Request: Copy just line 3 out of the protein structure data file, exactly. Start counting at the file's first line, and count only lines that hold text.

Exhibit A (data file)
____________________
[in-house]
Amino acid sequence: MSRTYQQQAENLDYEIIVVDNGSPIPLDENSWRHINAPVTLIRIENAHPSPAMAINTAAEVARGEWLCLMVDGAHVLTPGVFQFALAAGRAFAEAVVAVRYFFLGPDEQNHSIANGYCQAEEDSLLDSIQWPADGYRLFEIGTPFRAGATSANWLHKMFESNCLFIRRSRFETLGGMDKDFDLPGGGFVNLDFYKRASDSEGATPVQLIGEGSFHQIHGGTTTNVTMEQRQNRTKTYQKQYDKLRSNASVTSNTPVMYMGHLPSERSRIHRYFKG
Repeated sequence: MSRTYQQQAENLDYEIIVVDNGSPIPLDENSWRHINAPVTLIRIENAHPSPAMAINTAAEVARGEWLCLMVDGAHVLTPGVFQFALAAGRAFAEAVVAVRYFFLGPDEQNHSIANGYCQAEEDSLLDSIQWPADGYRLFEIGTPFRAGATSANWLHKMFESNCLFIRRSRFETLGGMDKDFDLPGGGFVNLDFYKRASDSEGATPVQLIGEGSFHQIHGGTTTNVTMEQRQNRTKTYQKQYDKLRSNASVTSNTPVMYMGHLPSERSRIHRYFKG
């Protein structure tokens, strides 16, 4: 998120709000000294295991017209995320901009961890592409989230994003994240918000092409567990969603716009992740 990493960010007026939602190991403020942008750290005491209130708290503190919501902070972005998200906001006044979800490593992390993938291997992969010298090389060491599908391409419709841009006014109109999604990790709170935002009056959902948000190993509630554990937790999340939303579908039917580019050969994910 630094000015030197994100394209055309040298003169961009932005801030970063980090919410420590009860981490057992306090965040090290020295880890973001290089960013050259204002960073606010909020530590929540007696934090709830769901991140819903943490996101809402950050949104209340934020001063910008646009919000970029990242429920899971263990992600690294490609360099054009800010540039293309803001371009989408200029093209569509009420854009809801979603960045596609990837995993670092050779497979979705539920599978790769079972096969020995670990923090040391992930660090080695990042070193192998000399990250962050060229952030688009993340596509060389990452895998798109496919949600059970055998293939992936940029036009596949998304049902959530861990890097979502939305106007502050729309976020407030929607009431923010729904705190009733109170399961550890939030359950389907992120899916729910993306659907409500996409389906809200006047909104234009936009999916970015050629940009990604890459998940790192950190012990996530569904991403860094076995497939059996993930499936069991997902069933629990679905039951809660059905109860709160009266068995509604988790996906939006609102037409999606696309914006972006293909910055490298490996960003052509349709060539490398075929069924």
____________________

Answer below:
Repeated sequence: MSRTYQQQAENLDYEIIVVDNGSPIPLDENSWRHINAPVTLIRIENAHPSPAMAINTAAEVARGEWLCLMVDGAHVLTPGVFQFALAAGRAFAEAVVAVRYFFLGPDEQNHSIANGYCQAEEDSLLDSIQWPADGYRLFEIGTPFRAGATSANWLHKMFESNCLFIRRSRFETLGGMDKDFDLPGGGFVNLDFYKRASDSEGATPVQLIGEGSFHQIHGGTTTNVTMEQRQNRTKTYQKQYDKLRSNASVTSNTPVMYMGHLPSERSRIHRYFKG